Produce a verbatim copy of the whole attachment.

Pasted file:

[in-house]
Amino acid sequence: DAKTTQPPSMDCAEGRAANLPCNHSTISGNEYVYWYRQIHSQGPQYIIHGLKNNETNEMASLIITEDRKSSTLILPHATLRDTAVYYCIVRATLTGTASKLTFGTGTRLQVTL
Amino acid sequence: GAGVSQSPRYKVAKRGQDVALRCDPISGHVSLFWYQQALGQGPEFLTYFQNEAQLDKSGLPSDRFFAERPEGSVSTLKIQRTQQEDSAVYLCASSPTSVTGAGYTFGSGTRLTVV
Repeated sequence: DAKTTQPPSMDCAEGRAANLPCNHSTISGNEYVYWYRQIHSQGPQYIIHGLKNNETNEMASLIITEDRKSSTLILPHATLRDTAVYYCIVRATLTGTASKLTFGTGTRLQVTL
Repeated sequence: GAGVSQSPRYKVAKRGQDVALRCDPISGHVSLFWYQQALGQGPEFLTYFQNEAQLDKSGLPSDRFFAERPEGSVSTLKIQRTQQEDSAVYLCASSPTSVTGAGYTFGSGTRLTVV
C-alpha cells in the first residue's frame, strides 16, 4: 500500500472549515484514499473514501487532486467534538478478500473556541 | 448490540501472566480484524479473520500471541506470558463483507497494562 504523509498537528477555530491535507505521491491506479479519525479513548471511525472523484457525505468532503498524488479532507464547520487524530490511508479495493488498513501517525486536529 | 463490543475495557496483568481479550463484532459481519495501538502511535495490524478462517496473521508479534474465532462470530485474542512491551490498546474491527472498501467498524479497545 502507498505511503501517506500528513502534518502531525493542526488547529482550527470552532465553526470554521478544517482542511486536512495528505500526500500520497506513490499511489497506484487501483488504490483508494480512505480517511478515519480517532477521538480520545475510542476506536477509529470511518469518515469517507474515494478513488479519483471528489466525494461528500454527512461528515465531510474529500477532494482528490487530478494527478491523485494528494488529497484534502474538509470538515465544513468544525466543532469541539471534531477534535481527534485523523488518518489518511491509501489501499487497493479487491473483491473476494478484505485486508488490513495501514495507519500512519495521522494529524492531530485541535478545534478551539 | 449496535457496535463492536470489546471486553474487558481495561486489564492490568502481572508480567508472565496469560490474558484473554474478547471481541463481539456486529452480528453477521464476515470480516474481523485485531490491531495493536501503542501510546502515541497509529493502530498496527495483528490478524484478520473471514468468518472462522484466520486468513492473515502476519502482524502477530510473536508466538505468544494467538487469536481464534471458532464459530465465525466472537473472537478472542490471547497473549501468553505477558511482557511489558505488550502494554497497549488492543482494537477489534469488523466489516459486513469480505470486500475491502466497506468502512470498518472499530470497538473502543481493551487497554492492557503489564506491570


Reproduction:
[in-house]
Amino acid sequence: DAKTTQPPSMDCAEGRAANLPCNHSTISGNEYVYWYRQIHSQGPQYIIHGLKNNETNEMASLIITEDRKSSTLILPHATLRDTAVYYCIVRATLTGTASKLTFGTGTRLQVTL
Amino acid sequence: GAGVSQSPRYKVAKRGQDVALRCDPISGHVSLFWYQQALGQGPEFLTYFQNEAQLDKSGLPSDRFFAERPEGSVSTLKIQRTQQEDSAVYLCASSPTSVTGAGYTFGSGTRLTVV
Repeated sequence: DAKTTQPPSMDCAEGRAANLPCNHSTISGNEYVYWYRQIHSQGPQYIIHGLKNNETNEMASLIITEDRKSSTLILPHATLRDTAVYYCIVRATLTGTASKLTFGTGTRLQVTL
Repeated sequence: GAGVSQSPRYKVAKRGQDVALRCDPISGHVSLFWYQQALGQGPEFLTYFQNEAQLDKSGLPSDRFFAERPEGSVSTLKIQRTQQEDSAVYLCASSPTSVTGAGYTFGSGTRLTVV
C-alpha cells in the first residue's frame, strides 16, 4: 500500500472549515484514499473514501487532486467534538478478500473556541 | 448490540501472566480484524479473520500471541506470558463483507497494562 504523509498537528477555530491535507505521491491506479479519525479513548471511525472523484457525505468532503498524488479532507464547520487524530490511508479495493488498513501517525486536529 | 463490543475495557496483568481479550463484532459481519495501538502511535495490524478462517496473521508479534474465532462470530485474542512491551490498546474491527472498501467498524479497545 502507498505511503501517506500528513502534518502531525493542526488547529482550527470552532465553526470554521478544517482542511486536512495528505500526500500520497506513490499511489497506484487501483488504490483508494480512505480517511478515519480517532477521538480520545475510542476506536477509529470511518469518515469517507474515494478513488479519483471528489466525494461528500454527512461528515465531510474529500477532494482528490487530478494527478491523485494528494488529497484534502474538509470538515465544513468544525466543532469541539471534531477534535481527534485523523488518518489518511491509501489501499487497493479487491473483491473476494478484505485486508488490513495501514495507519500512519495521522494529524492531530485541535478545534478551539 | 449496535457496535463492536470489546471486553474487558481495561486489564492490568502481572508480567508472565496469560490474558484473554474478547471481541463481539456486529452480528453477521464476515470480516474481523485485531490491531495493536501503542501510546502515541497509529493502530498496527495483528490478524484478520473471514468468518472462522484466520486468513492473515502476519502482524502477530510473536508466538505468544494467538487469536481464534471458532464459530465465525466472537473472537478472542490471547497473549501468553505477558511482557511489558505488550502494554497497549488492543482494537477489534469488523466489516459486513469480505470486500475491502466497506468502512470498518472499530470497538473502543481493551487497554492492557503489564506491570